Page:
Muni’s performance proves in a way to be multifaceted. His younger Zola is a bit naive and overzealous, but that seems intentional to make his older Zola, the one the picture focuses on, to be more determined and stoic. Once known as a hard-nosed actor of grittier films of the likes of Scarface and I Am a Fugitive in a Chain Gang, Muni has transformed himself into a major dramatic actor, with this performance garnering a nomination for best actor. To make his depiction of Zola work for production Muni grew a beard for the role and shot most of the film before shaving to film the scenes of the younger Zola.

The Academy Award winning performance of Joseph Shildkraut as Alfred Dreyfus is one of that might leave audiences in wanting. The role of Dreyfus is very much an afterthought as the character is merely the object of the plot and not the emotional attachment for the audience to latch onto as much as Muni’s Emile Zola. In a role so simply written Shildkraut does his best to play a man that loses everything, including his hope up to the point where he set free, perhaps his finest moments in the picture. In those final scenes Shildkraut plays a man that is in such a daze so much so that after all these years lost when he is being set free  he cares a look of unimaginable and confused disbelief on his face.

On a lesser note in the film are the supporting roles of Gloria Holden and Gale Sondergaard. Holden’s role as Zola’s wife is rather forgettable, merely supplying a bouncing board for Muni’s actions on screen. This stage actress is flat in a role for such a major film. Sandergaar would have the more difficult task of being the wife of Dreyfus and the instigator for Zola to start looking into the Dreyfus affair. This award winning actress has to sell the idea that a man with all his life goals accomplished, in Zola, would fight for a man that he does not even know. Her role was small, but of great importance to the plot, which is why Sandergaard, the winner of best supporting actress of 1936, would be given this character to play.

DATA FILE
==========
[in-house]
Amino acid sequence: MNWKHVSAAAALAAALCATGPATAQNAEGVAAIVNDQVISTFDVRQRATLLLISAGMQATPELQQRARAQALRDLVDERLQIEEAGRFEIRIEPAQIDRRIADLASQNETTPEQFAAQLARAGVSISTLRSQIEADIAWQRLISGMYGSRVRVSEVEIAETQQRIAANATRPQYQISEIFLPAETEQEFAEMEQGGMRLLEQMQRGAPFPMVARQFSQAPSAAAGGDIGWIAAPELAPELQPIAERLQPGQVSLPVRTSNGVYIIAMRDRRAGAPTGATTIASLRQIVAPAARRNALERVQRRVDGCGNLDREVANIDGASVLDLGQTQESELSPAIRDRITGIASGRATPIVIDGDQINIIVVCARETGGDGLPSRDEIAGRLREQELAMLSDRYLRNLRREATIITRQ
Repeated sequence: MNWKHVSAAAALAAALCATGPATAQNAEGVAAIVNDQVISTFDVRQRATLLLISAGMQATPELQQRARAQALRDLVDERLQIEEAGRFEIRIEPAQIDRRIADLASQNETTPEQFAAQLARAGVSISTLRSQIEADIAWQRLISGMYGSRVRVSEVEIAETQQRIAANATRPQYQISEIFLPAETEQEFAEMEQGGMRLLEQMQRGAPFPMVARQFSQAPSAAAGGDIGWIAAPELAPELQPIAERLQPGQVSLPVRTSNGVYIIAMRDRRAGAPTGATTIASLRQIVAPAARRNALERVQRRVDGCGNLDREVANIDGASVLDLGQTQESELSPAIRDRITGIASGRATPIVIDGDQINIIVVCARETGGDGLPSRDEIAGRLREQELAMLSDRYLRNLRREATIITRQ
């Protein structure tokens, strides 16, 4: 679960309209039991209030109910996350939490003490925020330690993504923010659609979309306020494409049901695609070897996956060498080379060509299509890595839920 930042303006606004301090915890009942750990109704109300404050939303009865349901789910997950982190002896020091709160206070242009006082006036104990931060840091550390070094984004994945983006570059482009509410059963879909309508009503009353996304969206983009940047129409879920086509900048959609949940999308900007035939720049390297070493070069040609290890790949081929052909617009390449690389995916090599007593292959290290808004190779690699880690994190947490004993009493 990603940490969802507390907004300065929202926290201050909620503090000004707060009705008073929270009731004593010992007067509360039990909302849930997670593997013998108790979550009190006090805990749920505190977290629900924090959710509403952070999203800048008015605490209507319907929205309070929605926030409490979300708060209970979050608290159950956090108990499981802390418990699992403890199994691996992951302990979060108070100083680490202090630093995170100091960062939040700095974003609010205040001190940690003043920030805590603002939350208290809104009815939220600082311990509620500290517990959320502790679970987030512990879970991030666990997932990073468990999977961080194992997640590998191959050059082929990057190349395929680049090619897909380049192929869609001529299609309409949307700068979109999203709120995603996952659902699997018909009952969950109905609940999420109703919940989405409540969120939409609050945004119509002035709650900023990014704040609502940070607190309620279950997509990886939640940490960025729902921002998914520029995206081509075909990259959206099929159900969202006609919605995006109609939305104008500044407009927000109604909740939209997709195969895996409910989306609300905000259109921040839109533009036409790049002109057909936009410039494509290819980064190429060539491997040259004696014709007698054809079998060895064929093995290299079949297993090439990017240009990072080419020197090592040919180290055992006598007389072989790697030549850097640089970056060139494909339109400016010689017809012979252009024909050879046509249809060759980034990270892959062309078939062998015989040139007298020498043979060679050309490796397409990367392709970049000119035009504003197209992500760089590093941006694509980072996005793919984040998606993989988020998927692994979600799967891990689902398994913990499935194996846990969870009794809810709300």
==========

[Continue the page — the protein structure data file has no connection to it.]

The Life of Emile Zola would go on to be a well liked movie in theaters, even more so the film was a large critical success. Being held up as the greatest biography picture up to this point in American cinema, the film was nominated for ten Academy Awards. This marked the first time in Academy Award history a film would receive double digit nominations, while taking home statues for best screenplay, best supporting actor, and accepting the prize of best picture. Even the National Board of Review, a governing body that overlook motion pictures, would hand the film its award for best film as well. Time finds favor in the production as The Life of Emile Zola remains smiled upon as one of the finest biopics of the period and for many years to come. Historians would hail the picture as significant with the honor of being named to the National Film Registry in 2000, preserving the feature for history.

The film has some very fine aspects that makes it stand out from the others on the year. Muni’s performance is inspiring, similar to, but a lesser extent of, Orson Welles’ performance in his masterpiece Citizen Kane. He commands the screen is particular moments that only a great actor can. The film moves and stirs, a sign a good picture, making it one of the finer films of the period.